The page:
Christina, I’m not talking about soaking it being unnatural. I’m talking about the whole mindset: let’s analyze this, break it down, decide which components are actually anti-nutrients, do all kinds of studies, and finally determine that even soaking isn’t good enough. We have to make sure we save some of something and soak the rice only in that, or it isn’t good enough. And in the meantime, it still isn’t good enough.

      I find it very interesting that all of the comments that completely contradict me are from folks who don’t believe the Bible. According to the Bible (which, even if you aren’t a Christian, should be understood by any reasonable person as a better-preserved record of history than any of the other highly-regarded historical records), people have been cultivating crops since at least Cain and Abel; we did not “evolve” to the point of eating grains. So we (those who believe in the God of the Bible and those who don’t) can’t really even ask the same question.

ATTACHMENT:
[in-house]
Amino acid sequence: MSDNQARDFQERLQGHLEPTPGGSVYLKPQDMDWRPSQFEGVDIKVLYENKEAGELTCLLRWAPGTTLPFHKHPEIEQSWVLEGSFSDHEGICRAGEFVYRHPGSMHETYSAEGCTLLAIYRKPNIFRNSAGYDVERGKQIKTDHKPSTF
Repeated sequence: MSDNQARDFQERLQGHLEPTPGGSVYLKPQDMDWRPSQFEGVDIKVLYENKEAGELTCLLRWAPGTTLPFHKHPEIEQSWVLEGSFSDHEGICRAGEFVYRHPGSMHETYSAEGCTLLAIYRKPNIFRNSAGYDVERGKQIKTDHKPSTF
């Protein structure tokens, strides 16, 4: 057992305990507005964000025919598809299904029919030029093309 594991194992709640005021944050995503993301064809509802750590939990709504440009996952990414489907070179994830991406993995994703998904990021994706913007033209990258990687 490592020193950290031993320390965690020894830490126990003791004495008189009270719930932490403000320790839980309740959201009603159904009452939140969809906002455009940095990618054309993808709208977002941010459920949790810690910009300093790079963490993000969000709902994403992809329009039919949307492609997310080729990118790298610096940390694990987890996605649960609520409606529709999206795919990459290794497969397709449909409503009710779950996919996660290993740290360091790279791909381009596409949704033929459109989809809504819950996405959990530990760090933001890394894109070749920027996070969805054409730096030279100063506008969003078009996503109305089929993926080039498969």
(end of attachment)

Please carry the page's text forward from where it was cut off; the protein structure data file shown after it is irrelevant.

That phytic acid is something to be avoided as much as possible is an assumption that has not ever been absolutely confirmed. Yes, it reduces our ability to absorb certain nutrients from certain foods. It also protects against colon cancer. So…good or bad? Nobody seems to solidly know, so why jump through hoops to eliminate it?

      A LOT of other really healthy foods include “anti-nutrients,” too. If we were to avoid all of these things, we would really just have to stop eating about half of our plant foods – including greens. A more basic, common-sense approach makes more sense to me: eat only real foods (that is, not chemical cocktails) in as whole a state as possible/practical, eat a variety of foods, and eat some of it cooked and some of it raw. Since different foods contain different nutrients, and we tend to get different ones from the cooked version of a food than from the uncooked, this should ensure a broad spectrum of nutrients in our diets.